Journalists and public relations pros

Is there any group more self-righteous than reporters and editors? Particularly when comparing themselves to public relations professionals.

I was thinking about that this morning as I ran in a cold rain — again. Oh, well. I guess spring will be here soon. And what triggered this was a blog post I came across yesterday written by Ron Kaye, “A quiet revolution of the silenced majority…” Kaye is the former editor of the Los Angeles Daily News.

Kaye focuses on some important points ranging from the decline (collapse?) of the “watchdog” press to the growth of the Internet and the promise this has to reinvent news coverage. That’s a gross oversimplification of a very thoughtful post. And overall I agree with him. This is an important subject. Please take the time to read it.

But here’s what bugs me. It’s the view that journalism is “a noble calling” — and if that doesn’t work out for whatever reason, then an option is just to slither over to a public relations job and enjoy the good life while apparently checking your integrity and ethics at the office door.  (My comment in italic.) And up until recently, many went into journalism because they didn’t want to work in business. Now they’re discovering it is a business and well, oh, my. I digress as usual.

Here’s from Kaye’s post:

Some of us with an excess of passion also formed an underground. We pushed the rules of corporate journalism to the edges and took our chances. Sometimes we went too far, sometimes we succumbed to alcoholism, or gave up and joined the fraternity of public manipulators in the world of public relations experts, lobbyists and political staff.

The collapse of newspapers in particular and news media in general that’s now under way has robbed even the most diehard journalists I know of all illusion. The game is up. At my former paper, four great journalists have quit in just a few weeks — all for public relations where they will earn a much better living, have more fun and salve their wounds knowing there is life after your dream is over.

Soon, a friend said recently, there will be no journalists left for all the p.r. types to manipulate.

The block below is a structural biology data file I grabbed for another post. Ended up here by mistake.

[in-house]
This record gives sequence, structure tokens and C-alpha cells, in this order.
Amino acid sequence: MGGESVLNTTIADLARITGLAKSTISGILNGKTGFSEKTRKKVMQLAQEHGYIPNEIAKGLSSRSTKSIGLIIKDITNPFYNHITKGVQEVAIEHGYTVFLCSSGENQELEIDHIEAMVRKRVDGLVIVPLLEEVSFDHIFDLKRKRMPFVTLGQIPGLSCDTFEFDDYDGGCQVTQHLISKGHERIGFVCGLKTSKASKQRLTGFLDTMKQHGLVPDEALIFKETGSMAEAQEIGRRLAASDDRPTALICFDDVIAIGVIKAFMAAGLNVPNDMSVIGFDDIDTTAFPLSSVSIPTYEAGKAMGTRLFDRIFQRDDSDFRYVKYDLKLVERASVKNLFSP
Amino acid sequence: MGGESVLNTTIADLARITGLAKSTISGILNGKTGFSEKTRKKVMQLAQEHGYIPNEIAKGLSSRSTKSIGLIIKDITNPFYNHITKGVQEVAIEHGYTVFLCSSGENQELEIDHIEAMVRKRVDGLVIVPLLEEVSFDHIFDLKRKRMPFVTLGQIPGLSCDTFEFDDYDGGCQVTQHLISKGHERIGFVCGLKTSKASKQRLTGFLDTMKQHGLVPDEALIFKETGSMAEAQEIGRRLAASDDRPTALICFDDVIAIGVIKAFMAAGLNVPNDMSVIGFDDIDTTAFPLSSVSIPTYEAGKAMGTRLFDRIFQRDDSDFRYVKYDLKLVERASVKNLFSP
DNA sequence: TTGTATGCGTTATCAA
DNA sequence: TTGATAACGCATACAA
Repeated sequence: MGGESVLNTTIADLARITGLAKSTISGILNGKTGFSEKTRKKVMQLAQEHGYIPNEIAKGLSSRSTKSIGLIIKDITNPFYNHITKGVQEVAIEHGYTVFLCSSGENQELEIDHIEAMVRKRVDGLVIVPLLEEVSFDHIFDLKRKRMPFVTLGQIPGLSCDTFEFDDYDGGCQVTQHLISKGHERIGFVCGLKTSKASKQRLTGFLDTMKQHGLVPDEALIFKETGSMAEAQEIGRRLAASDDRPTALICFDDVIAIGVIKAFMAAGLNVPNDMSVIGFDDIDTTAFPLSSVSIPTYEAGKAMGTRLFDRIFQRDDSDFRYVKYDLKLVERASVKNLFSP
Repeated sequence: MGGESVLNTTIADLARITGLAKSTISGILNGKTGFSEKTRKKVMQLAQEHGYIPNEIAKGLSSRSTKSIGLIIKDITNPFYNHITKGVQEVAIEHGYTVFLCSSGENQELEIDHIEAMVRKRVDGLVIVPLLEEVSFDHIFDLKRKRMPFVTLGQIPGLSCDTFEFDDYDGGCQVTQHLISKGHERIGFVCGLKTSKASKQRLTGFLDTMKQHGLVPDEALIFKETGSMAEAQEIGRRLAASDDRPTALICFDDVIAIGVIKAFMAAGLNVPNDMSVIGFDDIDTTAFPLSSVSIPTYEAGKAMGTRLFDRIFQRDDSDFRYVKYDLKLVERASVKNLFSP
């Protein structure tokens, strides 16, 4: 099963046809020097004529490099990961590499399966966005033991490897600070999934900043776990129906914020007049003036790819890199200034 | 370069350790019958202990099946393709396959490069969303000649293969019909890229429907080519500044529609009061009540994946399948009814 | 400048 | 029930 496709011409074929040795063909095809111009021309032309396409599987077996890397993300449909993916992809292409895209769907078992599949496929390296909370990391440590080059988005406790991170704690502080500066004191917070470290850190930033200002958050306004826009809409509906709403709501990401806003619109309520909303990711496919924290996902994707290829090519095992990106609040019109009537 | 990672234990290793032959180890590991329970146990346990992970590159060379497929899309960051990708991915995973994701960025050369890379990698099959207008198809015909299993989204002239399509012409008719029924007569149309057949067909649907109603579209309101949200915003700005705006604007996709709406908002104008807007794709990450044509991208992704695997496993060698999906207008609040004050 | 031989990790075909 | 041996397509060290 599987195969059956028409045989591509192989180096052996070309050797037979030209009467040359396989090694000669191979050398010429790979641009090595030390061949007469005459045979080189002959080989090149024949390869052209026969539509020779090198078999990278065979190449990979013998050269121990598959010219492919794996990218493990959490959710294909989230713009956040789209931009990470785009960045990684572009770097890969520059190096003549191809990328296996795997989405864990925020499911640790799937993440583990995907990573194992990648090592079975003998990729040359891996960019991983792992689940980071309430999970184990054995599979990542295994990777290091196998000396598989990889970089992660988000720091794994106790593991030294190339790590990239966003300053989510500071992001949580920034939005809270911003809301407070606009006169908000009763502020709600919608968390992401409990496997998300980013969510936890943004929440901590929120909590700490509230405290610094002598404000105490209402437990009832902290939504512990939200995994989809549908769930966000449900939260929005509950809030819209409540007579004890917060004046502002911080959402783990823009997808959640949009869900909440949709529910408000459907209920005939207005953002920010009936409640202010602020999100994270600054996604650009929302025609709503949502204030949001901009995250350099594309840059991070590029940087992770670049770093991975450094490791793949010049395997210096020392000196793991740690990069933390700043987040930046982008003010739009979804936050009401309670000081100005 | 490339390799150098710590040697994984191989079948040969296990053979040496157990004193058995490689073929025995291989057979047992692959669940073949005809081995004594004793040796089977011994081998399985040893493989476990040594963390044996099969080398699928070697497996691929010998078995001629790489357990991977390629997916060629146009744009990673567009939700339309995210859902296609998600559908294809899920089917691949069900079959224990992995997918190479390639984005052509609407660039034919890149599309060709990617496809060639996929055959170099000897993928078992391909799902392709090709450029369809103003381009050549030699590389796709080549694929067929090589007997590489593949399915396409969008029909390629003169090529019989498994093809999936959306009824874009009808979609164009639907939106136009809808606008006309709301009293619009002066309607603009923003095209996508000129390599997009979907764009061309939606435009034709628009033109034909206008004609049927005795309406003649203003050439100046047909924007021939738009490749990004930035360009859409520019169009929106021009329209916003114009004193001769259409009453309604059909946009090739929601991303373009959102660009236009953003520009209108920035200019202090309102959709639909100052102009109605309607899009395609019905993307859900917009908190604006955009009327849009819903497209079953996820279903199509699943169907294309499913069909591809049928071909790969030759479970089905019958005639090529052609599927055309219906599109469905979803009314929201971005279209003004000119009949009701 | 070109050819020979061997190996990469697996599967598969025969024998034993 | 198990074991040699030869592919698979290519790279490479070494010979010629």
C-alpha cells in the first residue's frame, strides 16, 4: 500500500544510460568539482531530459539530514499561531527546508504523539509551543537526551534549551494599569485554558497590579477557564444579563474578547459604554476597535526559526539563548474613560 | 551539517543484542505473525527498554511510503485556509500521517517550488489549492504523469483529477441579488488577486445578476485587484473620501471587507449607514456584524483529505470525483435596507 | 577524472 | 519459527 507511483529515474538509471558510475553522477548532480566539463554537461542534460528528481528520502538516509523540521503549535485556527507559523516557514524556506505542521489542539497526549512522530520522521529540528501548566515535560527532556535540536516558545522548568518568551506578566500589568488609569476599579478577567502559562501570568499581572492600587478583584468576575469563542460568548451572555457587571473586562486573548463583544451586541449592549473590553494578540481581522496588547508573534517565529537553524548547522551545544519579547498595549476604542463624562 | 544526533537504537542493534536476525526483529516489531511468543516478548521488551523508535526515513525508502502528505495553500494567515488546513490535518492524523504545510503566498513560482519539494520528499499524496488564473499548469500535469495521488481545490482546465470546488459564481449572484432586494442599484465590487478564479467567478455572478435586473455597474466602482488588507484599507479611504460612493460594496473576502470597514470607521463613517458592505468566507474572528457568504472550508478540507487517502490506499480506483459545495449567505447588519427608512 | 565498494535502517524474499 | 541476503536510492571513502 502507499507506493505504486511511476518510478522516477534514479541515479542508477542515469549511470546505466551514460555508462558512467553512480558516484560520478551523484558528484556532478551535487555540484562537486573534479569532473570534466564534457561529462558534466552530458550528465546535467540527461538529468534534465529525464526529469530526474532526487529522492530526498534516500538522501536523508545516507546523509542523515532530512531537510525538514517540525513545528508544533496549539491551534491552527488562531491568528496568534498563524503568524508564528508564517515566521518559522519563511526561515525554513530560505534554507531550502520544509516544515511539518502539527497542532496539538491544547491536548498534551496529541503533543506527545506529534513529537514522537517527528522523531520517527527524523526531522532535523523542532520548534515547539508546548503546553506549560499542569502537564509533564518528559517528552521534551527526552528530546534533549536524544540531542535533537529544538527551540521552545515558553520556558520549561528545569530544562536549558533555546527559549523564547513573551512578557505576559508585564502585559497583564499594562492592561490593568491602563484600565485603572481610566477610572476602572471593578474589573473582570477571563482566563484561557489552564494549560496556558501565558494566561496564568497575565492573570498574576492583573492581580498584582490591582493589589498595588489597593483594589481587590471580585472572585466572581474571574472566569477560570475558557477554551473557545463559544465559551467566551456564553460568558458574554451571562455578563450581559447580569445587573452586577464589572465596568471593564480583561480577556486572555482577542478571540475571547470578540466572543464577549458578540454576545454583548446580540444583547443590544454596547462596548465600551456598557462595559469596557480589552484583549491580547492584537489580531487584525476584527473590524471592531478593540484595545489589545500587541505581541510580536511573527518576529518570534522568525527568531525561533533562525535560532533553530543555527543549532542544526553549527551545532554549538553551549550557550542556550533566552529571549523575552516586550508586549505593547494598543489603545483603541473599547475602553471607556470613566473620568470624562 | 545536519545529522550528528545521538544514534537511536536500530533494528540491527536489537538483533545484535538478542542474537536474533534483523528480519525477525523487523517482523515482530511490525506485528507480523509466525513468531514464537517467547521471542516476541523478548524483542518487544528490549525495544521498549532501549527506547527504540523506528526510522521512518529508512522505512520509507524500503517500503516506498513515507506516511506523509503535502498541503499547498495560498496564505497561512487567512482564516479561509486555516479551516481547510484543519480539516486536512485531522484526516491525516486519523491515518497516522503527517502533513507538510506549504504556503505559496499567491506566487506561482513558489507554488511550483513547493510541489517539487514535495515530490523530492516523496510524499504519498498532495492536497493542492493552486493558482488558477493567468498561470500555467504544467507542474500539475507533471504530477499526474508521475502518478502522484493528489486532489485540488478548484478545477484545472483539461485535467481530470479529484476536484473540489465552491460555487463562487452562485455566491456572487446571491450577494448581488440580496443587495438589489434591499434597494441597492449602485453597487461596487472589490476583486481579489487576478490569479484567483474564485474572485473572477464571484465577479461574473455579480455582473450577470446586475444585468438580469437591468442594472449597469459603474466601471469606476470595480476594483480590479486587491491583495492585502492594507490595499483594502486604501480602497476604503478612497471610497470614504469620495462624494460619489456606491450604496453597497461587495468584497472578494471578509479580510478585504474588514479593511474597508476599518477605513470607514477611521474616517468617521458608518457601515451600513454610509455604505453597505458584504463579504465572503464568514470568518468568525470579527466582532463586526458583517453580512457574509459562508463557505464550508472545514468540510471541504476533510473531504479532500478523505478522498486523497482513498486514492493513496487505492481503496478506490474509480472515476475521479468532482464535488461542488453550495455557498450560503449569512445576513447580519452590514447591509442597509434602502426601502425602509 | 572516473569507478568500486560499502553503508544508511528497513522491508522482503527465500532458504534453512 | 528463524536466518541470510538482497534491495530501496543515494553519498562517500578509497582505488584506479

Ron, c’mon. Give us a break. Most public relations professionals are honest, ethical and hard-working. They contribute to an understanding of public issues. And if journalists are that easily manipulated by the PR people who don’t have a sense of dealing with the public and the news media honestly and ethically — then journalism is in bad shape. Maybe worse than most of us imagine.

We need a strong, independent press. We need reporters and editors to question those in government, business, education, etc. I get a sense — perhaps unfairly — when reading comments like yours that this isn’t happening all that much these days.  Too bad. This country sure doesn’t need journalistic cheerleaders who salute and shout, “mission accomplished.”

And I don’t think it is a bad thing for more journalists to take jobs in public relations. I just hope they do it for the right reason: be an advocate for your organization but do it in a way that is honest and ethical. I think everyone wins under those conditions.


4 responses to “Journalists and public relations pros

  1. Shelley Prisco

    I think the ethical identity of public relations gets lost in the hustle of the business world and media. I never totally understood the rivalry between PR people and journalists. Why can’t they just work together to produce a good communication piece??? There again, it’s always about the idiots who are on ego trips. That’s what gets the most publicity. News is hardly good quality anymore. I think both fields need to look at their own respective weaknesses and try to rebuild the reputations instead of being childish and slinging mud at one another. After all, this isn’t recess with a bunch of kindergardners…right??? :p

  2. I agree. And I’ve always believed that when done right on both sides it is a mutually beneficial relationship. I understand that this isn’t the best of times for journalists. But the overall negative view of public relations expressed in Ron Kaye’s post just doesn’t make sense.

  3. PR generally has a bad reputation–not just with journalists — because people are being paid to present the perspective of a single entity. This isn’t to say that it’s inherently unethical, but when you’re paid by someone with a dog in a given fight, the inherent illusion of impartiality — which most journalists are rather attached to — is shattered. That’s not to say that all PR people just tow the party line, or that all journalists are impartial, but perceptions of both professions are generally built out of these notions.

  4. David,

    Thanks for your comment. The situation you describe — and that we’re talking about here — goes back years and years. And I’m sure that it is not going to change anytime soon. But I still believe that you can be an advocate for a single entity — and do it honestly and ethically.

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